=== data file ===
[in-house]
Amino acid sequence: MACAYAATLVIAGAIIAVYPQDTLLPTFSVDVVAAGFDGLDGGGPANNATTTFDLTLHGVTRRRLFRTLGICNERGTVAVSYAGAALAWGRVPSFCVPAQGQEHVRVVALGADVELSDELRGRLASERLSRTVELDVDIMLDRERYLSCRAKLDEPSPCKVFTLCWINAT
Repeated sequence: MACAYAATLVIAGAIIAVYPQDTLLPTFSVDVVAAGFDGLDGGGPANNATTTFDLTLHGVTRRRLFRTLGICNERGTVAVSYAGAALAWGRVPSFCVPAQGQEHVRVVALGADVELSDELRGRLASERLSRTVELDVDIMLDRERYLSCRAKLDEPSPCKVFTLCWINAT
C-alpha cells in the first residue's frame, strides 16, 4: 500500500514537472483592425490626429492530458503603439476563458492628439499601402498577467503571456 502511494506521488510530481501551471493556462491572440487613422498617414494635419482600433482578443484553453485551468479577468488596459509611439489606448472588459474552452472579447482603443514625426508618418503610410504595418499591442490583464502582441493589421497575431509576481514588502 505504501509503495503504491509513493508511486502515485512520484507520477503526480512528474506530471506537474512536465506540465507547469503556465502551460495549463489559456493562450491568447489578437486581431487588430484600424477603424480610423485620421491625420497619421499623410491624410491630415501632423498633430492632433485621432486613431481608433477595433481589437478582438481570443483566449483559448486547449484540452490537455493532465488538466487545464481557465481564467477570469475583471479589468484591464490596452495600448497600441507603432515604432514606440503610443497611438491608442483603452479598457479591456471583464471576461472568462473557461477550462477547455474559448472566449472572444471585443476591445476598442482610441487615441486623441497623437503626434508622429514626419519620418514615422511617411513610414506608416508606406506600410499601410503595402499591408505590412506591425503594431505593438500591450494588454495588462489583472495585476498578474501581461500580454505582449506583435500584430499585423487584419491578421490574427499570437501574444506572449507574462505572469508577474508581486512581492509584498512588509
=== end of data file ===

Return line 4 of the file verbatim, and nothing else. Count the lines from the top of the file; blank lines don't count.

C-alpha cells in the first residue's frame, strides 16, 4: 500500500514537472483592425490626429492530458503603439476563458492628439499601402498577467503571456 502511494506521488510530481501551471493556462491572440487613422498617414494635419482600433482578443484553453485551468479577468488596459509611439489606448472588459474552452472579447482603443514625426508618418503610410504595418499591442490583464502582441493589421497575431509576481514588502 505504501509503495503504491509513493508511486502515485512520484507520477503526480512528474506530471506537474512536465506540465507547469503556465502551460495549463489559456493562450491568447489578437486581431487588430484600424477603424480610423485620421491625420497619421499623410491624410491630415501632423498633430492632433485621432486613431481608433477595433481589437478582438481570443483566449483559448486547449484540452490537455493532465488538466487545464481557465481564467477570469475583471479589468484591464490596452495600448497600441507603432515604432514606440503610443497611438491608442483603452479598457479591456471583464471576461472568462473557461477550462477547455474559448472566449472572444471585443476591445476598442482610441487615441486623441497623437503626434508622429514626419519620418514615422511617411513610414506608416508606406506600410499601410503595402499591408505590412506591425503594431505593438500591450494588454495588462489583472495585476498578474501581461500580454505582449506583435500584430499585423487584419491578421490574427499570437501574444506572449507574462505572469508577474508581486512581492509584498512588509